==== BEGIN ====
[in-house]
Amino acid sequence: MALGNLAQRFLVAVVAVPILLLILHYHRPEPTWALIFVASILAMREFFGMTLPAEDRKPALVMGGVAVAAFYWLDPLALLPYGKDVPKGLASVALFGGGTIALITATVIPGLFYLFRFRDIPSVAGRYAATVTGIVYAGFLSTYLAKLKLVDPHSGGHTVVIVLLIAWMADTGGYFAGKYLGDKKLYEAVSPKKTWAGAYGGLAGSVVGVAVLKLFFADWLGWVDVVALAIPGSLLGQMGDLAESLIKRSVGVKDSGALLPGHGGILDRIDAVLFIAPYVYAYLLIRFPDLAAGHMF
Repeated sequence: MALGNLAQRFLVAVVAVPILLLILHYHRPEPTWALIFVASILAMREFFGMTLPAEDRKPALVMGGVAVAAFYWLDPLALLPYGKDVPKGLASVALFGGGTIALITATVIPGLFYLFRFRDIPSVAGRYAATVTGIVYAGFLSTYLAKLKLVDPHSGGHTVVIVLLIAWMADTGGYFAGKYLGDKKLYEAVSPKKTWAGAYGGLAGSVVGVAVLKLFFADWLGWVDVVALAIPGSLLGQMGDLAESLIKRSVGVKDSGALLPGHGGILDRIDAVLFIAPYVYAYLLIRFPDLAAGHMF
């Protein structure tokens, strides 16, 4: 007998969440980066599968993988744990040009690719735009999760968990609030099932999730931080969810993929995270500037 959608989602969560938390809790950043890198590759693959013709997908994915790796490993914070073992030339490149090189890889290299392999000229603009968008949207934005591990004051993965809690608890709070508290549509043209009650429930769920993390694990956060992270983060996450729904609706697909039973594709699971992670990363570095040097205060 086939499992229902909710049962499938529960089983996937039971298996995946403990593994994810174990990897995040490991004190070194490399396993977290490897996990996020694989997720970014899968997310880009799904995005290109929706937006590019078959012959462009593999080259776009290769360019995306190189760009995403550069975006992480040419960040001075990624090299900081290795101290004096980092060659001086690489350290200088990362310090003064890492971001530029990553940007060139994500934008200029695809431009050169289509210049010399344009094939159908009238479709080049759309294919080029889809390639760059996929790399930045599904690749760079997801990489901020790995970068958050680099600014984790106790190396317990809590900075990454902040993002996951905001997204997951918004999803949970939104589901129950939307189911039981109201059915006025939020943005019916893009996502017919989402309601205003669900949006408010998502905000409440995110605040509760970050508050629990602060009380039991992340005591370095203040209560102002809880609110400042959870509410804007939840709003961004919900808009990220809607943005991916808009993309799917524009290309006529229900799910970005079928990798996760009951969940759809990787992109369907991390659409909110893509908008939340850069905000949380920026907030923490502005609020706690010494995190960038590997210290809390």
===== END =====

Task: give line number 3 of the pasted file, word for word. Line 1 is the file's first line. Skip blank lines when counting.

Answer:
Repeated sequence: MALGNLAQRFLVAVVAVPILLLILHYHRPEPTWALIFVASILAMREFFGMTLPAEDRKPALVMGGVAVAAFYWLDPLALLPYGKDVPKGLASVALFGGGTIALITATVIPGLFYLFRFRDIPSVAGRYAATVTGIVYAGFLSTYLAKLKLVDPHSGGHTVVIVLLIAWMADTGGYFAGKYLGDKKLYEAVSPKKTWAGAYGGLAGSVVGVAVLKLFFADWLGWVDVVALAIPGSLLGQMGDLAESLIKRSVGVKDSGALLPGHGGILDRIDAVLFIAPYVYAYLLIRFPDLAAGHMF